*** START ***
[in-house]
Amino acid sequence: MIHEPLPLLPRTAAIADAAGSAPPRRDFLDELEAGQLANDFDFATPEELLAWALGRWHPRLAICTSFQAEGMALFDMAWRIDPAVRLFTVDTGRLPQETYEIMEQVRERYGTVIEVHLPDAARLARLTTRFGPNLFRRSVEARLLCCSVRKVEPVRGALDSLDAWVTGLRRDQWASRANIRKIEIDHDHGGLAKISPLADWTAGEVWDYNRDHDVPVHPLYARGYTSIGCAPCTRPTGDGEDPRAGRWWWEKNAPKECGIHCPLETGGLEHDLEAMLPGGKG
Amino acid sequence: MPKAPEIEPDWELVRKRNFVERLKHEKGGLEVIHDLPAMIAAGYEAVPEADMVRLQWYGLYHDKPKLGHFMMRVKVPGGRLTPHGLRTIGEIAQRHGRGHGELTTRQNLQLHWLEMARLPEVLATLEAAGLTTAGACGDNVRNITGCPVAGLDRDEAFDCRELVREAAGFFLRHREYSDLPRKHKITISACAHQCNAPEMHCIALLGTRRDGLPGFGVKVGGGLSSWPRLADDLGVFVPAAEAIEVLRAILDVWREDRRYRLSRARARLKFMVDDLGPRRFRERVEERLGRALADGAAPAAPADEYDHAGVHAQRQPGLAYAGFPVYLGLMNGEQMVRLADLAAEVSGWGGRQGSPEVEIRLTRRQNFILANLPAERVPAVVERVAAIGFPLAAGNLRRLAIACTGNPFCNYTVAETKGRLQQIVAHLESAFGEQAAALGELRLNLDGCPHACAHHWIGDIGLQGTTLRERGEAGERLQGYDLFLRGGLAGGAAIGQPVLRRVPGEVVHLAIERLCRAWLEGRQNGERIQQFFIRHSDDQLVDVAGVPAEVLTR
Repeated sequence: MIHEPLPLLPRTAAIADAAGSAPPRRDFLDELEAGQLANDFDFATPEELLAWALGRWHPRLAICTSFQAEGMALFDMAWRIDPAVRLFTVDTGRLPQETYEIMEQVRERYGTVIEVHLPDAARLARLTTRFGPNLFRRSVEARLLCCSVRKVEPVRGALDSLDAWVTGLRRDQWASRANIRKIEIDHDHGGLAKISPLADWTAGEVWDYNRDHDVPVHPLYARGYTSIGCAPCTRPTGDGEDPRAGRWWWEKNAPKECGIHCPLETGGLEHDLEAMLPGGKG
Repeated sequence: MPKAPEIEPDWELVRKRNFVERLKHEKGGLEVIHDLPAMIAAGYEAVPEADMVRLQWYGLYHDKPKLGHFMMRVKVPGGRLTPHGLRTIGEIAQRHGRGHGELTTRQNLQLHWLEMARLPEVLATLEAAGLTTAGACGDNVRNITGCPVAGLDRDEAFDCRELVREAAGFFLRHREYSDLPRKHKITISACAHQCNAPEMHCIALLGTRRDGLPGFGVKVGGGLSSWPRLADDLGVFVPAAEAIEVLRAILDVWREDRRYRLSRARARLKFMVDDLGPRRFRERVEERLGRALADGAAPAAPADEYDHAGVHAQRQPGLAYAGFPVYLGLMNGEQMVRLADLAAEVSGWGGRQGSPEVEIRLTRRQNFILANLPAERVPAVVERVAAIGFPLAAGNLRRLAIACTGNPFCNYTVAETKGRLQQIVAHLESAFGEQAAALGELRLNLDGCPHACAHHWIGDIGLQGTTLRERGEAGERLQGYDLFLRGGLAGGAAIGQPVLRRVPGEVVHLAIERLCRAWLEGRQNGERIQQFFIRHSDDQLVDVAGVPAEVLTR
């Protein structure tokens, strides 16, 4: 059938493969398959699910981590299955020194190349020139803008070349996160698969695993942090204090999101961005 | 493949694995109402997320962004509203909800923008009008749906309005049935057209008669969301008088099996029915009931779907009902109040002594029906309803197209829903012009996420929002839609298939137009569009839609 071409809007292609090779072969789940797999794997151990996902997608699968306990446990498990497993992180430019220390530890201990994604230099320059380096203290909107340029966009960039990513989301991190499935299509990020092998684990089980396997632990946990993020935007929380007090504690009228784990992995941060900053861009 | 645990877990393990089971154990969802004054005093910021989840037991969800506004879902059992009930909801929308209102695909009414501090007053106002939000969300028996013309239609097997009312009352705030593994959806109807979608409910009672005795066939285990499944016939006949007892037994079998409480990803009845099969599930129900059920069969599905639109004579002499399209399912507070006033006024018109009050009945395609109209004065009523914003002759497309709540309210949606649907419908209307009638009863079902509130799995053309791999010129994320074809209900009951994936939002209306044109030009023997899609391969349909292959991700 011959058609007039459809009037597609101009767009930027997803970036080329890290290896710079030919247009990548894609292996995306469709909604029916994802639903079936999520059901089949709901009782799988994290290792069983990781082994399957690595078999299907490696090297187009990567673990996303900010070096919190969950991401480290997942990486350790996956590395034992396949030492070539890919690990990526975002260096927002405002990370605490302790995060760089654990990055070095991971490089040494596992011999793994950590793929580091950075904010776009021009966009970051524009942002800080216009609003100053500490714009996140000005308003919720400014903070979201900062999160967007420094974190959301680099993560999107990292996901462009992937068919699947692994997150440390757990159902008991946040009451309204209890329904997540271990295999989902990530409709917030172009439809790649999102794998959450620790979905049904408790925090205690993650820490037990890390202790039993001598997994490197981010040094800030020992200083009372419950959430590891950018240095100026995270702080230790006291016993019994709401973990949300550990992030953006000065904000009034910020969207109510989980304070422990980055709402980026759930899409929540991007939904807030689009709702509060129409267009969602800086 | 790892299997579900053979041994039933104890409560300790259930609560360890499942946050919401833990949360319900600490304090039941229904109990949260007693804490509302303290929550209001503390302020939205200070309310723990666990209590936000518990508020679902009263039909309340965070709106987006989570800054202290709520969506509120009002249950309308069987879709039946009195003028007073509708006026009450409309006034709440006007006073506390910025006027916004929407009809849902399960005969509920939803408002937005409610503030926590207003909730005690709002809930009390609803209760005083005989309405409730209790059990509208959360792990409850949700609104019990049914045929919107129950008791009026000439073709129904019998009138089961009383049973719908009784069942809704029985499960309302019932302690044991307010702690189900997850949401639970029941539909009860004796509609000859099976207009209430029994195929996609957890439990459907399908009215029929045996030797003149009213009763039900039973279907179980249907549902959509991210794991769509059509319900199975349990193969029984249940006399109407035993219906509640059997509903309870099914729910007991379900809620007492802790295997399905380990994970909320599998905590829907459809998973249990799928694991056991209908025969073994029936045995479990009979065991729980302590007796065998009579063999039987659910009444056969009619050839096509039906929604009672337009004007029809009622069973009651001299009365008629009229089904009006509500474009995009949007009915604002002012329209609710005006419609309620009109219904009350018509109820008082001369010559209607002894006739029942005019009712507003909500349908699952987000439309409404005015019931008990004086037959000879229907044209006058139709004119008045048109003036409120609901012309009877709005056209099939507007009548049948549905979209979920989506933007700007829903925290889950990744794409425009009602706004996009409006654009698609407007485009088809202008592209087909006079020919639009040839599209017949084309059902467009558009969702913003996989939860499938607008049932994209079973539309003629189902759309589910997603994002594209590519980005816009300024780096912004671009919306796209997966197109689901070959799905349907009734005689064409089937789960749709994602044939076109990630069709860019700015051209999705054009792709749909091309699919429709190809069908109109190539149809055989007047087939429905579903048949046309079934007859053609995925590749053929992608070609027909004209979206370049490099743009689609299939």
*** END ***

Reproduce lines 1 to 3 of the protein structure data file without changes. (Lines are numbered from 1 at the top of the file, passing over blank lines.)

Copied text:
[in-house]
Amino acid sequence: MIHEPLPLLPRTAAIADAAGSAPPRRDFLDELEAGQLANDFDFATPEELLAWALGRWHPRLAICTSFQAEGMALFDMAWRIDPAVRLFTVDTGRLPQETYEIMEQVRERYGTVIEVHLPDAARLARLTTRFGPNLFRRSVEARLLCCSVRKVEPVRGALDSLDAWVTGLRRDQWASRANIRKIEIDHDHGGLAKISPLADWTAGEVWDYNRDHDVPVHPLYARGYTSIGCAPCTRPTGDGEDPRAGRWWWEKNAPKECGIHCPLETGGLEHDLEAMLPGGKG
Amino acid sequence: MPKAPEIEPDWELVRKRNFVERLKHEKGGLEVIHDLPAMIAAGYEAVPEADMVRLQWYGLYHDKPKLGHFMMRVKVPGGRLTPHGLRTIGEIAQRHGRGHGELTTRQNLQLHWLEMARLPEVLATLEAAGLTTAGACGDNVRNITGCPVAGLDRDEAFDCRELVREAAGFFLRHREYSDLPRKHKITISACAHQCNAPEMHCIALLGTRRDGLPGFGVKVGGGLSSWPRLADDLGVFVPAAEAIEVLRAILDVWREDRRYRLSRARARLKFMVDDLGPRRFRERVEERLGRALADGAAPAAPADEYDHAGVHAQRQPGLAYAGFPVYLGLMNGEQMVRLADLAAEVSGWGGRQGSPEVEIRLTRRQNFILANLPAERVPAVVERVAAIGFPLAAGNLRRLAIACTGNPFCNYTVAETKGRLQQIVAHLESAFGEQAAALGELRLNLDGCPHACAHHWIGDIGLQGTTLRERGEAGERLQGYDLFLRGGLAGGAAIGQPVLRRVPGEVVHLAIERLCRAWLEGRQNGERIQQFFIRHSDDQLVDVAGVPAEVLTR